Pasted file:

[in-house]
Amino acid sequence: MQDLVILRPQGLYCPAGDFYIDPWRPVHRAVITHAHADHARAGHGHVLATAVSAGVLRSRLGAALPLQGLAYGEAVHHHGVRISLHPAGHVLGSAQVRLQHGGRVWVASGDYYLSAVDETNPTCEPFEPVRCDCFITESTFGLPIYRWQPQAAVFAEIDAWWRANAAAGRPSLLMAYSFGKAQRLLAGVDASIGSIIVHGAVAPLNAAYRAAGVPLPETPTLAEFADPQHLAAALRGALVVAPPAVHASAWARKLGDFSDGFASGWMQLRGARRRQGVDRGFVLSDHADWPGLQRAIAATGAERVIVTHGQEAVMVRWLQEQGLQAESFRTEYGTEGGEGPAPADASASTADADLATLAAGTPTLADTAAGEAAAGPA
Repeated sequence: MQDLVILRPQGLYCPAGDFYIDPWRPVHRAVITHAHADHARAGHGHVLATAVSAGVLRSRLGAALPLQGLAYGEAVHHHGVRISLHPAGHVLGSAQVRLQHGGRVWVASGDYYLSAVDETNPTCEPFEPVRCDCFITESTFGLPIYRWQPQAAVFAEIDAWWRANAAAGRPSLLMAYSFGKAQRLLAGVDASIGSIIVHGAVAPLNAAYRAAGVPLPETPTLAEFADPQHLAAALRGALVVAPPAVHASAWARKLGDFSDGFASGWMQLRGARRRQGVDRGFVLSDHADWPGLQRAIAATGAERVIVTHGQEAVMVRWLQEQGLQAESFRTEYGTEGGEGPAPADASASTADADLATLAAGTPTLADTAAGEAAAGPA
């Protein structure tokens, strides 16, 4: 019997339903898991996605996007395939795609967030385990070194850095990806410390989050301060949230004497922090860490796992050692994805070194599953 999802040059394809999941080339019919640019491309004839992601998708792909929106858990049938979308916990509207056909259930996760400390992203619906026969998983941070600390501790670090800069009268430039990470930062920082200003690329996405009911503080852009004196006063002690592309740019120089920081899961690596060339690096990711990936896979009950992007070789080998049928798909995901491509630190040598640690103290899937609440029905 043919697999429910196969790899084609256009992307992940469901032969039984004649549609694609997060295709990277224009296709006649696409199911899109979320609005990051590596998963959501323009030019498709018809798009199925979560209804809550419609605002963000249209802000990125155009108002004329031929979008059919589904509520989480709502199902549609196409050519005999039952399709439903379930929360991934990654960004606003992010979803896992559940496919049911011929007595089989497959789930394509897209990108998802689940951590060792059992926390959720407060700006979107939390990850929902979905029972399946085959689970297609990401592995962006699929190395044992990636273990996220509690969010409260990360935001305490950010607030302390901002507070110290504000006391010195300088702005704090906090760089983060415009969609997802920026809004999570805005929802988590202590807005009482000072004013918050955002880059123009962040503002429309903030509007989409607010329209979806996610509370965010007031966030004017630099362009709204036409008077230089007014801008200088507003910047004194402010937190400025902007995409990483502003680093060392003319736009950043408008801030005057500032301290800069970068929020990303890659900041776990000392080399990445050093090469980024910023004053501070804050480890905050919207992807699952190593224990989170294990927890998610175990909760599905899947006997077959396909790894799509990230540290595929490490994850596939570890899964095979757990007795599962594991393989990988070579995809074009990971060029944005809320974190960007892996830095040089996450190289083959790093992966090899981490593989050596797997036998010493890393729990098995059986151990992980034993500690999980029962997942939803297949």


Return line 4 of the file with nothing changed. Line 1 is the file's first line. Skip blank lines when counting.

């Protein structure tokens, strides 16, 4: 019997339903898991996605996007395939795609967030385990070194850095990806410390989050301060949230004497922090860490796992050692994805070194599953 999802040059394809999941080339019919640019491309004839992601998708792909929106858990049938979308916990509207056909259930996760400390992203619906026969998983941070600390501790670090800069009268430039990470930062920082200003690329996405009911503080852009004196006063002690592309740019120089920081899961690596060339690096990711990936896979009950992007070789080998049928798909995901491509630190040598640690103290899937609440029905 043919697999429910196969790899084609256009992307992940469901032969039984004649549609694609997060295709990277224009296709006649696409199911899109979320609005990051590596998963959501323009030019498709018809798009199925979560209804809550419609605002963000249209802000990125155009108002004329031929979008059919589904509520989480709502199902549609196409050519005999039952399709439903379930929360991934990654960004606003992010979803896992559940496919049911011929007595089989497959789930394509897209990108998802689940951590060792059992926390959720407060700006979107939390990850929902979905029972399946085959689970297609990401592995962006699929190395044992990636273990996220509690969010409260990360935001305490950010607030302390901002507070110290504000006391010195300088702005704090906090760089983060415009969609997802920026809004999570805005929802988590202590807005009482000072004013918050955002880059123009962040503002429309903030509007989409607010329209979806996610509370965010007031966030004017630099362009709204036409008077230089007014801008200088507003910047004194402010937190400025902007995409990483502003680093060392003319736009950043408008801030005057500032301290800069970068929020990303890659900041776990000392080399990445050093090469980024910023004053501070804050480890905050919207992807699952190593224990989170294990927890998610175990909760599905899947006997077959396909790894799509990230540290595929490490994850596939570890899964095979757990007795599962594991393989990988070579995809074009990971060029944005809320974190960007892996830095040089996450190289083959790093992966090899981490593989050596797997036998010493890393729990098995059986151990992980034993500690999980029962997942939803297949």